Against the backdrop of the Guatemalan government’s growing authoritarianism, Zamora’s relentless fight to prove his innocence has turned him into a powerful symbol of democratic resistance. Every Guatemalan journalist, from community-based indigenous reporters to the owners of media outlets that once competed with elPeriódico, recognizes Zamora’s conviction as part of a government-led effort to restrict press freedom. As one reporter told RSF, “If the owner of a major newspaper has been persecuted and unjustly convicted, literally all of us are at risk.”

With one of the country’s most prominent journalists behind bars and the judiciary colluding with the government to criminalize journalism, self-censorship could soon become the norm. After all, the real goal of Zamora’s trial is to suppress independent journalism and preserve a culture of elite impunity. The purpose of the crackdown on elPeriódico, which published more than 150 articles about government corruption and the links between the state and private-sector entities, was to intimidate other media outlets into toeing the line.

The report on May’s international press freedom observation mission to Guatemala, in which RSF participated, starkly illustrates how Zamora’s case is being used to send a chilling message to all Guatemalan journalists who dare to challenge those in power. The report highlights numerous instances when journalists have been charged with crimes for reporting on corruption or covering the trials of corrupt public figures and politicians. According to the Guatemalan Journalists Association, threats and intimidation have forced at least 20 journalists to flee the country in recent years. Former anti-corruption judges and prosecutors have faced a similar fate.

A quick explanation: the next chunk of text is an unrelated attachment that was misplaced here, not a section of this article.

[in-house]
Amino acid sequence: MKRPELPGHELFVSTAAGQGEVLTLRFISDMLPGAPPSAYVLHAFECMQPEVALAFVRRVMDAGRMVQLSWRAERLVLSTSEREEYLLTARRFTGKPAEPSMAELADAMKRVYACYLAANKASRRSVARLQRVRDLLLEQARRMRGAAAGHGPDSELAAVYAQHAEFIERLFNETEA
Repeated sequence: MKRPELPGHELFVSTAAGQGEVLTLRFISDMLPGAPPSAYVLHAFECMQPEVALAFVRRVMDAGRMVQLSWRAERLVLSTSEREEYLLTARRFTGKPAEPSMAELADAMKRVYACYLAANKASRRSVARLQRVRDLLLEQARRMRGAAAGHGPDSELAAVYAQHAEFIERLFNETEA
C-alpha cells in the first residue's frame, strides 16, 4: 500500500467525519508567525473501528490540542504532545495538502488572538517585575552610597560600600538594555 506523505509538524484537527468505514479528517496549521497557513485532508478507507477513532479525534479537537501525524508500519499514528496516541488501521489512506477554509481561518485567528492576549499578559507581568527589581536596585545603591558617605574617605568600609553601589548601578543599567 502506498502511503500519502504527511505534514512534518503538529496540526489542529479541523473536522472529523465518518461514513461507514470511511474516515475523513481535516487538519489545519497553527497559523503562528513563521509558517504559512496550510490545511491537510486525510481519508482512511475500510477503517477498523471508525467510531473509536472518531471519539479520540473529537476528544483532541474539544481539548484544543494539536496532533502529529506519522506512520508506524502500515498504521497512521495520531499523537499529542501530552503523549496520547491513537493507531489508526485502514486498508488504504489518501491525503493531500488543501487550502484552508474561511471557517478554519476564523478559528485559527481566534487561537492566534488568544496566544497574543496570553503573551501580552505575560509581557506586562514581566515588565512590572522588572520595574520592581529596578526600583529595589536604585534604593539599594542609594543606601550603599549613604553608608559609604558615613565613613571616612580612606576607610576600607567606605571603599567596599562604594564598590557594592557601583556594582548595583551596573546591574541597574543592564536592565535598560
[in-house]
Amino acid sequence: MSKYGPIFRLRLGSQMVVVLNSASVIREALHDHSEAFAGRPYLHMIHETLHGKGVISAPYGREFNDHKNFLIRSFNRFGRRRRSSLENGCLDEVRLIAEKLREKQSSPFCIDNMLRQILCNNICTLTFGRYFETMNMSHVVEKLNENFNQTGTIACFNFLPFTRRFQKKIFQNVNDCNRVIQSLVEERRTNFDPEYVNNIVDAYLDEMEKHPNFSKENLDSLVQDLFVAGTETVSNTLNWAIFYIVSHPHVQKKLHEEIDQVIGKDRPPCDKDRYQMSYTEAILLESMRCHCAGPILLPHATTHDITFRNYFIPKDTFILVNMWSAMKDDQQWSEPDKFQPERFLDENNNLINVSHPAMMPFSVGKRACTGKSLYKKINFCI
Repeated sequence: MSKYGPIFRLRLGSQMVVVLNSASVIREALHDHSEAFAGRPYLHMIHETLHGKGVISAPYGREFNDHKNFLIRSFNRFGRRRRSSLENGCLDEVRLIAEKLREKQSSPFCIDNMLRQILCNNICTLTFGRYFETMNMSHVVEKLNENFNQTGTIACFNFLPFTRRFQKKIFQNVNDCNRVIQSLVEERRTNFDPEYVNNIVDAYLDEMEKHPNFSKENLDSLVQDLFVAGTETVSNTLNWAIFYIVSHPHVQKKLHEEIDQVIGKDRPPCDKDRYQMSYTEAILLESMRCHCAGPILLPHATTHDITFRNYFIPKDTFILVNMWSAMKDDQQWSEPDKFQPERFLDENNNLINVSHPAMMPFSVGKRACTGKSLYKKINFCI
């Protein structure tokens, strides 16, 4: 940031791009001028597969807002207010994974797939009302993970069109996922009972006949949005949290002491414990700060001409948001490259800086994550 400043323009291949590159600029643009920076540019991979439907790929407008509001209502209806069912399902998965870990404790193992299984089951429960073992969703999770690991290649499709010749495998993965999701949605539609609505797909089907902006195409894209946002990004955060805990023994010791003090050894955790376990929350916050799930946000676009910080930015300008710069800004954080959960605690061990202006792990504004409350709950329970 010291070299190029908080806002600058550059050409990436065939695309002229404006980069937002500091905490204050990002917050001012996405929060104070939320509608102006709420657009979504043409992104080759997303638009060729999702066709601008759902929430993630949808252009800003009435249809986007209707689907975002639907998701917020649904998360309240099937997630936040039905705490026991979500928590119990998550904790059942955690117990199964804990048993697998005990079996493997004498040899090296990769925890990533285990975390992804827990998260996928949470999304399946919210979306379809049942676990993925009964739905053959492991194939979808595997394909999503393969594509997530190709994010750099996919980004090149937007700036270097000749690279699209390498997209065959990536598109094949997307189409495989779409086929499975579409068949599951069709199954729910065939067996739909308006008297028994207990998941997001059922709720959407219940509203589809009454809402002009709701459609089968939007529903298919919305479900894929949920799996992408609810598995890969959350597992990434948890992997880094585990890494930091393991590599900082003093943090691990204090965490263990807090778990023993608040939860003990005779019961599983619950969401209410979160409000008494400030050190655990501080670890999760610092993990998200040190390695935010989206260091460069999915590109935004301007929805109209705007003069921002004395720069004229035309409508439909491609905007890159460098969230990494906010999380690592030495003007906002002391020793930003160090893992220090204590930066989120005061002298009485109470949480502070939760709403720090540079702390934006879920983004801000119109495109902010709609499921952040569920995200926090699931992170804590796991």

All this is happening at a time of political upheaval in Guatemala after the first round of the country’s presidential election was marred by the disqualification of multiple candidates and various legal maneuvers. For example, following anti-corruption candidate Bernardo Arévalo’s unexpected second-place finish, a court ruling suspended his party’s legal status, and police raided its headquarters, ostensibly on behalf of Giammattei’s allies. Guatemalan democracy is already at risk, and the crackdown on journalism is pushing it perilously close to the edge.

At this pivotal moment, we urge the Guatemalan authorities to stop criminalizing journalism. This includes dropping all charges against targeted journalists, overturning Zamora’s conviction, and ordering his immediate release.

In the meantime, we call on journalists and media-freedom activists worldwide to advocate for their Guatemalan colleagues and demand Zamora’s release. The targeted persecution of elPeriódico’s journalists and the newspaper’s subsequent closure have severely eroded the Guatemalan public’s right to know what their government is doing. The blatant abuse of the judicial system to stifle independent journalism must not be tolerated. When a government systematically undermines press freedom, all other freedoms are in jeopardy.

Christophe Deloire is Secretary-General of Reporters Without Borders (RSF). José C. Zamora is the son of jailed elPeriódico publisher José Rubén Zamora.

Copyright: Project Syndicate, 2023.


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Christophe Deloire

Christophe Deloire

Exdirector del Centro de Formación de Periodistas de París de mayo de 2008 a julio de 2012 y secretario general de Reporteros sin Fronteras (RSF) desde julio de 2012. También es presidente del Foro sobre Información y Democracia desde noviembre de 2019.